If you are wondering when do baby rabbits get teeth, you won’t have to wait long at all. Though these incredibly cute kittens are born without teeth, most will have grown them within two to three weeks after birth (19 to 21 days).
It’s exciting to handle and look after babby rabbits. They are incredibly cute, soft, and lovely to gently cup in your hands. Baby bunnies need lots of TLC and diet and dental care are a big part of keeping their tooth development on track. Read on for a handy guide covering all the essentials for keeping a young rabbit’s teeth healthy.
Bunny teeth come in two sets just like us!
Did you know that those new baby rabbit teeth are only standing in for the main event? Like humans, rabbits are diphyodonts. This means that they have two successive sets of teeth.
Those little baby rabbit teeth you are looking out for are known as deciduous teeth that eventually will fall out and be replaced by a strong, durable and permanent set after a few months.
Once the permanent set is in place, any damage or tooth loss will not be replaced, making it all the more important that this set is well taken care of.
How many teeth is a baby rabbit going to get?
Those pearlescent baby rabbit nibblers are also fewer in number than the permanent set. Expect your baby bunnies to grow a set of 16 deciduous teeth, that will be replaced by 28 permanent teeth.
What types of teeth do rabbits have?
You are probably familiar with the Bugs Bunny paired incisors that rabbits have in the front of their mouth, but they also have other key types of teeth.
Their cheek teeth are the real workhorses of the rabbit as they will be continually grinding down the plant matter the rabbit needs for nutrition.
The cheek teeth are premolars and molars and rabbits also have additional pairs of incisors on the upper and lower jaws.
Looking after your baby rabbit’s first teeth
If you are looking after a very young rabbit, caring for the deciduous teeth provides a great opportunity to establish good tooth care habits and routines to last your pet rabbit’s whole life.
Rabbits have aradicular hypsodont teeth. That mouthful means that the rabbit’s teeth will grow continuously and is also known as elodont dentition.
Do not underestimate the capacity of a rabbit’s teeth to grow and grow and grow! This will go on throughout the life of your pet and needs to be curbed by a diet that keeps tooth growth under control.
Feeding a baby rabbit
Baby rabbits should be kept with their mother for at least the first 8 weeks of life. During this time, even after the emergence of the first teeth, they will be drinking mother’s milk.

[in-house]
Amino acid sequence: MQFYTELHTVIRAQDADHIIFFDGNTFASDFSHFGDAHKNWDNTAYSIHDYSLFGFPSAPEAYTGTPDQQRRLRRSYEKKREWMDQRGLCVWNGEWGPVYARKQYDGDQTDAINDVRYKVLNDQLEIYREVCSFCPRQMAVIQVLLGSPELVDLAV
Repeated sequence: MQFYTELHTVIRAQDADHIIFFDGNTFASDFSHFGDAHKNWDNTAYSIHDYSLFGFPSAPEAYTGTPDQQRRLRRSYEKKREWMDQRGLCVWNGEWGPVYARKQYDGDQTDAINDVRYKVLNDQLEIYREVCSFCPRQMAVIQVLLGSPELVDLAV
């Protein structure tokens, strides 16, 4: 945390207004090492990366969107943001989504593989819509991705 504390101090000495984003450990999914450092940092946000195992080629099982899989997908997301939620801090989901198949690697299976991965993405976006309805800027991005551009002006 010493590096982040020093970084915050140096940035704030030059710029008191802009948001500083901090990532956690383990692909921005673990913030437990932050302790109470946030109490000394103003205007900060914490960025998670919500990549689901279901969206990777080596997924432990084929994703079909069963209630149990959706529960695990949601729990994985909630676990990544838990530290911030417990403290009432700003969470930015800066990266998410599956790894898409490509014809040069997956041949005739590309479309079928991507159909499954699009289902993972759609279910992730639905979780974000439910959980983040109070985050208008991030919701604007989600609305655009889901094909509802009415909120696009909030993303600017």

Once the teeth have erupted (2 to 3 weeks), they will start copying mom by nibbling on some of the nesting hay. This is more imitation than a serious transition to eating.
Within the first month of life, the kittens will be eating food just like mom (plus milk). Many owners provide nutritionally balance pellets and then gradually introduce hay.
The baby teeth will now be competently completing the work of grinding down the vegetation provided for food with weaning possible from around the two-month stage.
Expect baby rabbit teething
You may find the kittens chewing on parts of the cage or clicking or grinding their new teeth. This is not a major concern and will pass once all the teeth have erupted. Providing your baby rabbits something to chew on like a salt or mineral lick, or piece of wood.
Once a full diet is established, provide a high fiber diet that can stop tooth overgrowth.
A pellet diet will not be able to content with the rate of growth of a rabbit’s teeth (peg incisors grow at a rate of 2 to 2.4 millimeters per week), so a key part of weaning is to establish your fur babies on a high fiber diet.
The pellets need to be reduced with the supportive introduction of the hay that can provide suitable wear for the teeth. By 6 to 7 months of age, these little nibblers should be eating the grass hay they require as a staple.
Chewing toys made from wood or cellulose are also helpful for keeping the rabbit’s teeth in great condition.
Keep an eye out for teeth problems.
Young rabbits should be watched carefully for the emergence of dental problems which need to be tackled early. Any problems with a rabbit’s teeth will have the knock-on effect of affecting the rabbit’s ability to eat.
This can cause rapid deterioration of the health of a young rapid. Dental problems encountered in rabbits include:
- Mandibular prognathism is an abnormal protrusion of the lower jaw which impairs the occlusion of the teeth.
- Overgrowth of incisors/molars is predominantly caused by an inappropriate (low-fiber) diet. Protruding teeth will prevent normal eating and drinking.
- Trauma to the teeth can break them or lead to incorrect positioning and alignment
- Long sharp irregular teeth can cause lesions and abscesses.
- Caries (tooth decay) can also affect rabbits. It is often precipitated by a diet that is high in fruit and vegetables.
The development of new teeth is a significant milestone for baby rabbits and an exciting one for owners!
The early weeks of life have many transitions and when it comes to long-term dental health establishing your kittens on that high fiber diet is critical.
Remember to observe your young rabbit closely and reach out to your vet early on if dental problems arise.